If you use one of these patterns, you will need to resize it to cover your largest piece. Since each of my turrets are 8.556 inches tall, and the widest piece is the crenulations at 8.158, I resized my pattern to be at least this tall and wide. I actually made mine slightly larger so the edge lines of the pattern wouldn’t show. Change your pattern piece from cut to Deboss (even if you are going to use score) and place your pattern over the pieces to see how they will look. Once you are happy with the pattern size, duplicate it and put it off to the side. You will end up duplicating it many more times and don’t want the size to change.

    To texture each piece you will do the following: duplicate both the texture pattern and the piece you want to texture. From the duplicate of the piece you want to texture, detach, ungroup, and delete the scoring lines. Place the wall or roof piece UNDER the deboss pattern (you may have to use the arrange button at the top), highlight both pieces, and click “Slice”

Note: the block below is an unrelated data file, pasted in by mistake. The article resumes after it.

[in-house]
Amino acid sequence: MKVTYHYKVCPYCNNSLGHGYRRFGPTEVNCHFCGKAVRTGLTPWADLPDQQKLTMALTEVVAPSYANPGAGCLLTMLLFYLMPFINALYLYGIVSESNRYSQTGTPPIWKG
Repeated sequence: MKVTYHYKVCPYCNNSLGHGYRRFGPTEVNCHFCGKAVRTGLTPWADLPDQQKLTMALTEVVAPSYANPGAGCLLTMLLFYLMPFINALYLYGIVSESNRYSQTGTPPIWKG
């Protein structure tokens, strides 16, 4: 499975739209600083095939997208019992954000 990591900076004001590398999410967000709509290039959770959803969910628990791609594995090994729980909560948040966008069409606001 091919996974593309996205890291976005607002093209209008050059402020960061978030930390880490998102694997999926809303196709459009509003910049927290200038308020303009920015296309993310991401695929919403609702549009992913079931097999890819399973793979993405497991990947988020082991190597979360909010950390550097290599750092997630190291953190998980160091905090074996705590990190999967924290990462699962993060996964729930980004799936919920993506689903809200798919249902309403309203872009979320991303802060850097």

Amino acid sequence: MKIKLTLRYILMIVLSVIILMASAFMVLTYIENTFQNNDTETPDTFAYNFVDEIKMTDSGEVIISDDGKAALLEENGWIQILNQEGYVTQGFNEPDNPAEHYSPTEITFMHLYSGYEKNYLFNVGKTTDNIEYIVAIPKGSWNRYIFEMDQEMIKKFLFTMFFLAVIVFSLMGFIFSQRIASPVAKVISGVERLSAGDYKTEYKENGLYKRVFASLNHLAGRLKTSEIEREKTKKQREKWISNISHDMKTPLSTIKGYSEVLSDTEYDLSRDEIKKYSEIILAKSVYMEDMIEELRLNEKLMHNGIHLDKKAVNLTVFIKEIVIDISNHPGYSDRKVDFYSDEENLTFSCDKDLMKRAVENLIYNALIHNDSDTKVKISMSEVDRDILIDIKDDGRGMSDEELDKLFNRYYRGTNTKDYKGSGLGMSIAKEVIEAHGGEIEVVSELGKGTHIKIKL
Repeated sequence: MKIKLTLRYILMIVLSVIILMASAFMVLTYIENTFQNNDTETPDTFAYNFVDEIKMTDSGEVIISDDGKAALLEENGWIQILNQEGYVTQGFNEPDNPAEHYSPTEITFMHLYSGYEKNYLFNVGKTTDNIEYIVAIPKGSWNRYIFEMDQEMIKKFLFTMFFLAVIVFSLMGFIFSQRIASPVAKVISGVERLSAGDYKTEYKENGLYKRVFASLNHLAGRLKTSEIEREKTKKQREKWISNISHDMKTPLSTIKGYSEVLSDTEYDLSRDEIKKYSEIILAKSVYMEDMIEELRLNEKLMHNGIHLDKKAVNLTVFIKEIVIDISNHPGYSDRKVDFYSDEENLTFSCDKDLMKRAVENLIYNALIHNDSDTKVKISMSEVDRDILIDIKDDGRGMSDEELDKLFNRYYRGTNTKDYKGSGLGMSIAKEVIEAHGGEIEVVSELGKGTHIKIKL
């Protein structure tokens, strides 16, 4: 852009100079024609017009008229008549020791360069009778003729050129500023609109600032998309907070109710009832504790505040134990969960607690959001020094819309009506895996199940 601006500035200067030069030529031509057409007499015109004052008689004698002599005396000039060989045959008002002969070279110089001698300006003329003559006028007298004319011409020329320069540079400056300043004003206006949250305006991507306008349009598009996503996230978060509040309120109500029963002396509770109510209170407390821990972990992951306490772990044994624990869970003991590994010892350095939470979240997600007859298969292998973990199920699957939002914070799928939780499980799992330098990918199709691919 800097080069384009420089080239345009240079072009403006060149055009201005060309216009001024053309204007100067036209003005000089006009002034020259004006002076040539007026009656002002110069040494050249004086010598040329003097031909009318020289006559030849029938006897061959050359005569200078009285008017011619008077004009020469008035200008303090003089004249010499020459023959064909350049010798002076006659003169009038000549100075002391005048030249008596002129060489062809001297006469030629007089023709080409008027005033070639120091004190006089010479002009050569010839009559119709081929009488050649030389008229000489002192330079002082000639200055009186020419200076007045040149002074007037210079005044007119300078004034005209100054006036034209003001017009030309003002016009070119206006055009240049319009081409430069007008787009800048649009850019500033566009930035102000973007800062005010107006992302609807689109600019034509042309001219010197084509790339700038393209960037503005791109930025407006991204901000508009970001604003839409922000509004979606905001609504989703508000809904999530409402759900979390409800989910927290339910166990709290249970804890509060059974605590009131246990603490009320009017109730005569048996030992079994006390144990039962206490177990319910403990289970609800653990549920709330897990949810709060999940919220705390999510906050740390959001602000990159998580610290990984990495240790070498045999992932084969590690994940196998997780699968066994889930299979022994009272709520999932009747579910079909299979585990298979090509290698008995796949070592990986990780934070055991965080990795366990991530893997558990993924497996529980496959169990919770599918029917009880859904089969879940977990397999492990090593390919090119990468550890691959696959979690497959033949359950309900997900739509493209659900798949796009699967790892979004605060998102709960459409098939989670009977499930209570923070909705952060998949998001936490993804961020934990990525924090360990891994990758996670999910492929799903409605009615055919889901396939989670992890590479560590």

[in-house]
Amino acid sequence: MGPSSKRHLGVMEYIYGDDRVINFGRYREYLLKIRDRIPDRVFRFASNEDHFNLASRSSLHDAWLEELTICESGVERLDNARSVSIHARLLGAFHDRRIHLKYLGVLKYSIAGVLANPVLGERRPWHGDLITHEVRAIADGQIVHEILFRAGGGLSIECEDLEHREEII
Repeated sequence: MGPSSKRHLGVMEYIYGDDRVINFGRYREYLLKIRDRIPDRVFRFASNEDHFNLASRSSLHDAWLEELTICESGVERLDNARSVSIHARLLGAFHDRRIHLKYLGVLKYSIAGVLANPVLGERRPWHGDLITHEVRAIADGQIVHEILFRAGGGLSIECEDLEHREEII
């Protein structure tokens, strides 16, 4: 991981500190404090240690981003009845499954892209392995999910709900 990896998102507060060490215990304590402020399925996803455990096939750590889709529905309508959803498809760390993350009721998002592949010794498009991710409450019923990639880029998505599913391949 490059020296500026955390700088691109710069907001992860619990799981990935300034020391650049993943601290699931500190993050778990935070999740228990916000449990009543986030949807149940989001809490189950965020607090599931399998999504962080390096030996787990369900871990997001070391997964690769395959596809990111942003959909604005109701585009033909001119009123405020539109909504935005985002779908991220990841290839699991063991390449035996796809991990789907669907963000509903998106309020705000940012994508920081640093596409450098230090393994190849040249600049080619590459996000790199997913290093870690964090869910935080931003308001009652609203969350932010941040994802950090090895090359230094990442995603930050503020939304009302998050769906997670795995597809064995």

Now pull your sliced pieces apart. Delete all except for the piece that looks like your roof or wall and says deboss.

    Now take the original wall or roof piece with the score lines attached and the sliced deboss piece and use arrange and then center. Zoom in and double check these because depending on the slice results they may not be lined up exactly. At this point if you will be scoring instead of debossing, change the debossed piece from deboss to score. Select all the pieces and hit attach. Then just repeat with the next piece. Below you can see the attached debossed piece on the left and the attached score piece on the right.

    When all of your pieces are finished, click Make It. If you are using the scoring stylus instead of the deboss tip with a Maker, remember to change your tool to scoring stylus. LeAndra also suggested to use more pressure.